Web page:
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Caution–Major spoiler alert for Star Wars: The Force Awakens and The Last Jedi
Basically every blockbuster movie dealing with iconic items from popular culture nowadays is faced with an ever more critical audience eager to analyse even the tiniest details and that loves to speculate about what may come. When Star Wars: Episode VII–The Force Awakens (2015, J. J. Abrams) hit theaters, fans were left with a multitude of questions, and responded accordingly with an abundance of so-called ‘fan theories’. One of the many questions concerned the parentage of Force Awakens‘s new protagonist, Rey. As far as themes and questions of parental identity are concerned, Star Wars is arguably the ‘ultimate’ franchise, so in a way these fan theories about Rey’s parents seemed appropriate in the larger context of things.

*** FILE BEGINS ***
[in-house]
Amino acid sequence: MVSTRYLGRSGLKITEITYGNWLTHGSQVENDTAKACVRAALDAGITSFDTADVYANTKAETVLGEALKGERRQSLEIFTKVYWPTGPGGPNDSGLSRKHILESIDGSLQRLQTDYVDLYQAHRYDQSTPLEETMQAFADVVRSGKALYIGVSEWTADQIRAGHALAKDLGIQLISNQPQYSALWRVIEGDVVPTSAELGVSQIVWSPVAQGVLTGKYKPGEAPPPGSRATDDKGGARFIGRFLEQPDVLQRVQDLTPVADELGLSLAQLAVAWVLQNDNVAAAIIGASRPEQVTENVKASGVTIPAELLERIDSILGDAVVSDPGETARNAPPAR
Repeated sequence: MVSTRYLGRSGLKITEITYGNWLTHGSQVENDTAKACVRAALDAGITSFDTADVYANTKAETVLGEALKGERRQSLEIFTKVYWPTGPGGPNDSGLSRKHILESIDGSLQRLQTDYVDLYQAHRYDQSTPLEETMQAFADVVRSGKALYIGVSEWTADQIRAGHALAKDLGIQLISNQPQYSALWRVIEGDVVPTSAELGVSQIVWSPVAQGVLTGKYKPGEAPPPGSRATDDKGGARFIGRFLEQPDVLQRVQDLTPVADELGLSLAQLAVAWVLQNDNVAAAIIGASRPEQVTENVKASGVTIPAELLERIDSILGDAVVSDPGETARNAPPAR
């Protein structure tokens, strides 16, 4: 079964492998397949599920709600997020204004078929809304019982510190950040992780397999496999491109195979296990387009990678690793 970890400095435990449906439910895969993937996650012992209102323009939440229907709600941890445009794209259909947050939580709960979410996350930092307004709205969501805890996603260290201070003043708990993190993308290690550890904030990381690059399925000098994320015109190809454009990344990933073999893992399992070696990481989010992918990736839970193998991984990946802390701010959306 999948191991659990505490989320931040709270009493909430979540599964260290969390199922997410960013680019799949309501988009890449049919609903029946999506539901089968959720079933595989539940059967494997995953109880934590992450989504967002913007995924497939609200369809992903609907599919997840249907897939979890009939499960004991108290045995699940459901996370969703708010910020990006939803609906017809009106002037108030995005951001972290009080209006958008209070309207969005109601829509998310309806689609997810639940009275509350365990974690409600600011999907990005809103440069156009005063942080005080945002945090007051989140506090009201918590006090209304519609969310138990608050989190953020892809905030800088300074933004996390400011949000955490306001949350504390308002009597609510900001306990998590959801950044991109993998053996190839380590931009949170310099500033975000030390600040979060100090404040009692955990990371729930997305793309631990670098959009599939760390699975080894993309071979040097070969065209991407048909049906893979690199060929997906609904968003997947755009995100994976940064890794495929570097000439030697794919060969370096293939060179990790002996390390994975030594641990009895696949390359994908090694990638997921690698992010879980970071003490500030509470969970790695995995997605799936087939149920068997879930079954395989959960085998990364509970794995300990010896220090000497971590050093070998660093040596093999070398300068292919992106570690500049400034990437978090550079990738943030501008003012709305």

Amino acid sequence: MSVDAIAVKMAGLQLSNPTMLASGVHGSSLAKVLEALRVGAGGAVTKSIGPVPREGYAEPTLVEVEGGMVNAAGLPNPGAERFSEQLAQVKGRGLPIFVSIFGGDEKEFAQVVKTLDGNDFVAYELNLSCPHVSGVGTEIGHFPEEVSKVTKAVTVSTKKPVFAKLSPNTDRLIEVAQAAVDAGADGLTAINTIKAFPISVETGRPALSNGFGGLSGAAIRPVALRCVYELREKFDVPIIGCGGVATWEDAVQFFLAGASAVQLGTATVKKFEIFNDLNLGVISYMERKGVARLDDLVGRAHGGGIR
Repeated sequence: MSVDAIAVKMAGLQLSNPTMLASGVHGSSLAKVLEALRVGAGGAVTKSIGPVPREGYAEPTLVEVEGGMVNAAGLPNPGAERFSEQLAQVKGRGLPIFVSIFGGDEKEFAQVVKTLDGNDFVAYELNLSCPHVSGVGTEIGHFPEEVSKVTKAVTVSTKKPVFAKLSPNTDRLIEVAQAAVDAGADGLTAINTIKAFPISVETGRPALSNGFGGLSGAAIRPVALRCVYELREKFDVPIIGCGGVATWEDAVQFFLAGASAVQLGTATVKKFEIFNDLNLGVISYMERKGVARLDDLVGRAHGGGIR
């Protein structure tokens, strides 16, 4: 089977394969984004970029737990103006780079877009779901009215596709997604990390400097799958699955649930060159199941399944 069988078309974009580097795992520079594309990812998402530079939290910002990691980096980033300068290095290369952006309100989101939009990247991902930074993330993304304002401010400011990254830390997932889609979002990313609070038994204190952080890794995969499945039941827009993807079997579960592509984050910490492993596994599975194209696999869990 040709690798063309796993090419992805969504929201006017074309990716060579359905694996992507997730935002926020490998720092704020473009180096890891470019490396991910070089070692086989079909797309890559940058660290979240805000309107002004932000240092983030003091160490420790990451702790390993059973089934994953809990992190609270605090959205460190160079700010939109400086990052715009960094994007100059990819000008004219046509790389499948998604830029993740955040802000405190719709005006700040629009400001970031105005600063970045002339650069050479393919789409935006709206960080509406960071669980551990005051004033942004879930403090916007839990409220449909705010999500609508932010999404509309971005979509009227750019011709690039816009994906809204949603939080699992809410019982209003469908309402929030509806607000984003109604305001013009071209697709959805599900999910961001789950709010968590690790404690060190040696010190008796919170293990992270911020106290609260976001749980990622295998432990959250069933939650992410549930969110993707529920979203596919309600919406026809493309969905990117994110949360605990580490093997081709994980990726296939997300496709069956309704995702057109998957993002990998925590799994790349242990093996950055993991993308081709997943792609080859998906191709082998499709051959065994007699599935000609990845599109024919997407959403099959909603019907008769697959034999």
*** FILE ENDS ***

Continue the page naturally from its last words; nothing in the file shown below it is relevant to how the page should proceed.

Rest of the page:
The amount of information given by Force Awakens about Rey’s parentage was scarce, to say the least. It essentially boiled down to this: when she was a child, Rey was left by her parents on the planet of Jakku, probably somewhere around Niima Outpost, where she got picked up by Unkar Plutt. We learn this from Rey’s flashback sequence on Takodana, where she came in contact with the iconic Skywalker lightsaber:
Rey looks down at a child version of herself, shouting ‘Come back!’ at a departing spaceship. Note that nowhere in this scene it is explicitly mentioned that she is shouting this at her parents. Linking the departing spaceship with Rey’s parents isn’t an implausible connection, though, especially as Rey briefly mentions her abandonment by her parents when she first comes into contact with BB-8. Ultimately, Episode VII left the question of Rey’s parents wide open, burdening the future instalments of the saga with answering this particular question.